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M.N. Hamirah, H.B. Sani, P.C. Boyce and S.L. Sim 
Micropropagation of Boesenbergia pulchella (Ridl.) Merr., a Potential Ornamental Plant  [Page 65 - 70]
Shoot tips of Boesenbergia pulchella (Ridl.) Merr. were cultured on Gamborg B5 medium containing 30% (w/v) sucrose and 2.8%  (w/v) Gelrite. Various concentration of plant growth regulators (PGR) were supplemented to B5 media, i.e., 6-benzylaminopurine (BAP) at 1-4 mg/l alone or in combination with α-naphtalene acetic acid (NAA) at 0.1 mg/l or thidiazuron (TDZ) at 0.1-0.7 mg/l. Multiple shoot formation were found on both media supplemented with TDZ and BAP. A maximum of 11 shoots were produced after treatment with TDZ at 0.3 mg/l, which were the highest among other treatments. Acclimatization were conducted on (1:1 v:v) soil and vermiculite.

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H. Ibrahim, N. Khalid and K. Hussin
Cultivated Gingers of Peninsular Malaysia: Utilization, Profiles and Micropropagation [Page 71- 88]
There are approximately 160 species of Zingiberaceae belonging to 18 genera in Peninsular Malaysia. Roughly 16-20% are traditionally utilized by the indigenous folks as spices, condiments, vegetables, food flavours and medicines. The resurgence of interest in herbs and the potential lucrative anticipated revenues from the herbal industry have spurred renewed interest in exploiting traditional knowledge and practices into scientific realities. Current research priorities offer promising development of natural resources into neutraceuticals, cosmeceuticals and biopharmaceuticals. Hence the need to profile or fingerprint species for quality control and consistency of the species utilized. It is also important to establish protocols for micropropagation as a means of providing consistent supply of stable and elite materials for mass propagation and commercialization. Selected examples of indigenous uses, species profiles and successful micropropagation of cultivated gingers are discussed.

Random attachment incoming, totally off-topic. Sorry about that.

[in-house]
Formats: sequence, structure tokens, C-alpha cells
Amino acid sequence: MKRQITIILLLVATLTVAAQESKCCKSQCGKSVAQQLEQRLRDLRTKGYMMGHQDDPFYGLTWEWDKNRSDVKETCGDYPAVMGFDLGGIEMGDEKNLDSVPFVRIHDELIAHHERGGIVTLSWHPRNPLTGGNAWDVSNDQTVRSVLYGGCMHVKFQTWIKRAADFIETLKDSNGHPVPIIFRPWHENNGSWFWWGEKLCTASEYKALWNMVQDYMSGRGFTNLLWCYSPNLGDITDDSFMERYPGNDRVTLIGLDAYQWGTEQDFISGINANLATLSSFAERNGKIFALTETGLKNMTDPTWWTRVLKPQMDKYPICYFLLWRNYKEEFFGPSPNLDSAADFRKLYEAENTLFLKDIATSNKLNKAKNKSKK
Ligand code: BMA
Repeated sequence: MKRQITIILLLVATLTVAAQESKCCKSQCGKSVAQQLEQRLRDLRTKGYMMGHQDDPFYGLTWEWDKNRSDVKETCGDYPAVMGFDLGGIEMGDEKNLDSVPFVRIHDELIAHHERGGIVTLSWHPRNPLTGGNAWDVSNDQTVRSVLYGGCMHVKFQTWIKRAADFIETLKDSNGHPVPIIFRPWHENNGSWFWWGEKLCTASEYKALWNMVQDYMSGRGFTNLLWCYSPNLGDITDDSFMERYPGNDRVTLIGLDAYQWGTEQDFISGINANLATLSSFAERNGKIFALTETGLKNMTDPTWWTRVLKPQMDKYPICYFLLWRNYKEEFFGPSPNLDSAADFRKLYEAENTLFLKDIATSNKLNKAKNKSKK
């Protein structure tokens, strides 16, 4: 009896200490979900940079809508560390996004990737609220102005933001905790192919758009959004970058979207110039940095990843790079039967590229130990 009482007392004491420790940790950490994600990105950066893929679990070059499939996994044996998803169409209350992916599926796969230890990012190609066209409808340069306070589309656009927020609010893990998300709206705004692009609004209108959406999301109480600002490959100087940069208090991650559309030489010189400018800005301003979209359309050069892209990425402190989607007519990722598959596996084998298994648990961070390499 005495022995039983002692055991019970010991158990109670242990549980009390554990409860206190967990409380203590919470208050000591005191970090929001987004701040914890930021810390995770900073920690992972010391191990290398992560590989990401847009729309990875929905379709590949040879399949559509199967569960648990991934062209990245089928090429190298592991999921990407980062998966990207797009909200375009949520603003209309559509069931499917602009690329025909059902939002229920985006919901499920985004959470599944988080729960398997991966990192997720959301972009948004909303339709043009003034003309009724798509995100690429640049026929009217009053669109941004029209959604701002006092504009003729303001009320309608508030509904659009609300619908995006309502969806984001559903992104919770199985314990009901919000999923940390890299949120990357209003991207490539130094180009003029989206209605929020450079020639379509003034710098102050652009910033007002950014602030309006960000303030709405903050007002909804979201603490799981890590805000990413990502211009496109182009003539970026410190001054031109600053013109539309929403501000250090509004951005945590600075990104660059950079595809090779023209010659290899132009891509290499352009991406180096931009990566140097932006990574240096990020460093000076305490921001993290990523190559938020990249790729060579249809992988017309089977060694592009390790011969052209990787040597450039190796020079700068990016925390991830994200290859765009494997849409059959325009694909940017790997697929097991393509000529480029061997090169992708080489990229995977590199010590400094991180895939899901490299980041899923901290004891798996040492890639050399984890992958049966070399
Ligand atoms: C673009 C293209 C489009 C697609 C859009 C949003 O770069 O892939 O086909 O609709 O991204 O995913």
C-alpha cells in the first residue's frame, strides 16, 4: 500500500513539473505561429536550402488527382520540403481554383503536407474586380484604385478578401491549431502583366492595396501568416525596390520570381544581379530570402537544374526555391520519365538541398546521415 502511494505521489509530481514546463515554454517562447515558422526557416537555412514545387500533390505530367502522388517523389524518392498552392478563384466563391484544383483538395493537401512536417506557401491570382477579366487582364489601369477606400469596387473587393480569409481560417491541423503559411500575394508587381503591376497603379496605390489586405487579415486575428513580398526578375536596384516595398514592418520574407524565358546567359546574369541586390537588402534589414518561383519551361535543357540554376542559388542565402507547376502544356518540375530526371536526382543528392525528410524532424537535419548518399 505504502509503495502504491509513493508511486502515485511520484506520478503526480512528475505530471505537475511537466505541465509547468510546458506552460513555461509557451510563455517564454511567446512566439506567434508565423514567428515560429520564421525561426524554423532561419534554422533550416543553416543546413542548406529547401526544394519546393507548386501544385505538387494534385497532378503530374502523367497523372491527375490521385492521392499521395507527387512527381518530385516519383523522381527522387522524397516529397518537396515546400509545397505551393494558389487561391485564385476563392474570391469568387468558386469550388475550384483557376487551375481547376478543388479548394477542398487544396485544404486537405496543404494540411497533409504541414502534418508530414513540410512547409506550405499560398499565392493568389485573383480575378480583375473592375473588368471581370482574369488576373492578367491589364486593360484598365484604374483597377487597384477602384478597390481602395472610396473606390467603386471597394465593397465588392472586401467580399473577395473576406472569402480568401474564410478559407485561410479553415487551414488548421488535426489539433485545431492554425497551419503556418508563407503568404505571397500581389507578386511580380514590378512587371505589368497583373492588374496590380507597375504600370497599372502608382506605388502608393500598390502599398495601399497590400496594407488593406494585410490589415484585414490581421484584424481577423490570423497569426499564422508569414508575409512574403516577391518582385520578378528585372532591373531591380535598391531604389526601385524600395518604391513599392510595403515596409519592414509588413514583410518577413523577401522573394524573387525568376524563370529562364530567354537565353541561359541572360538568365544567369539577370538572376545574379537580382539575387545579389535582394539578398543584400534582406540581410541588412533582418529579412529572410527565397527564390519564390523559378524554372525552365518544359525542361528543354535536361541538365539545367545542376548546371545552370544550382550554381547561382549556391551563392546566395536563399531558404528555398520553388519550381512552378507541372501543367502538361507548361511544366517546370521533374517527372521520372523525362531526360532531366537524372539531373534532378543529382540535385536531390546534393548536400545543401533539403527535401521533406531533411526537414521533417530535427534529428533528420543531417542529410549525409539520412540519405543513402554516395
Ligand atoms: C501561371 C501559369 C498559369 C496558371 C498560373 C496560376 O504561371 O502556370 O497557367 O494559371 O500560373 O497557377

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R. Johns
An Introduction to the New Guinea Database, with Notes on the Zingiberaceae, Specifically Riedelia Oliv. [Page 89 - 104]
The entries for the family Zingiberaceae in the New Guinea database includes records of over 1700 collections. Based on this information an overview of the family is presented. The extensive records in the database highlight several problems. A considerable number of collections in the family have not been identified at generic level (190 collections) and many collections in each genus are not identified at the species level. This particularly applies to the larger New Guinea genera: Alpinia Roxb. and Riedelia Oliv., respectively with 256 and 236 collections. In this paper particular attention is paid to the neo-endemic genus Riedelia, which is represented by 85 described taxa in New Guinea. The genus has not been revised since 1916. 

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W. Kaewsri and Y. Paisooksantivatana
Morphology and Palynology of Amomum Roxb. in Thailand [Page 105 - 112]
Morphological characteristics and pollen morphology of Thai Amomum Roxb. were studied in order to aid identification and classification. Thirty-one species collected during our field expedition, only 13 species could be identified to species, and 18 species will be proposed as new to science. Investigation of both vegetative and reproductive organs reveals that leaf, flower and fruit are useful for identification/separating the species of Amomum. Pollen grains of 14 representatives were examined using a scanning electron microscope (SEM) in order to reveal their morphology and usefulness for infrageneric classification. Two types of exine sculpture, psilate and echinate, were found. Classification by using pollen morphology does not support grouping by the previous authors that emphasized fruit shapes.

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W.J. Kress, M.F. Newman, A. Poulsen and C. Specht  
An Analysis of Generic Circumscriptions in Tribe Alpinieae (Alpinioideae: Zingiberaceae) [Page 113 - 127]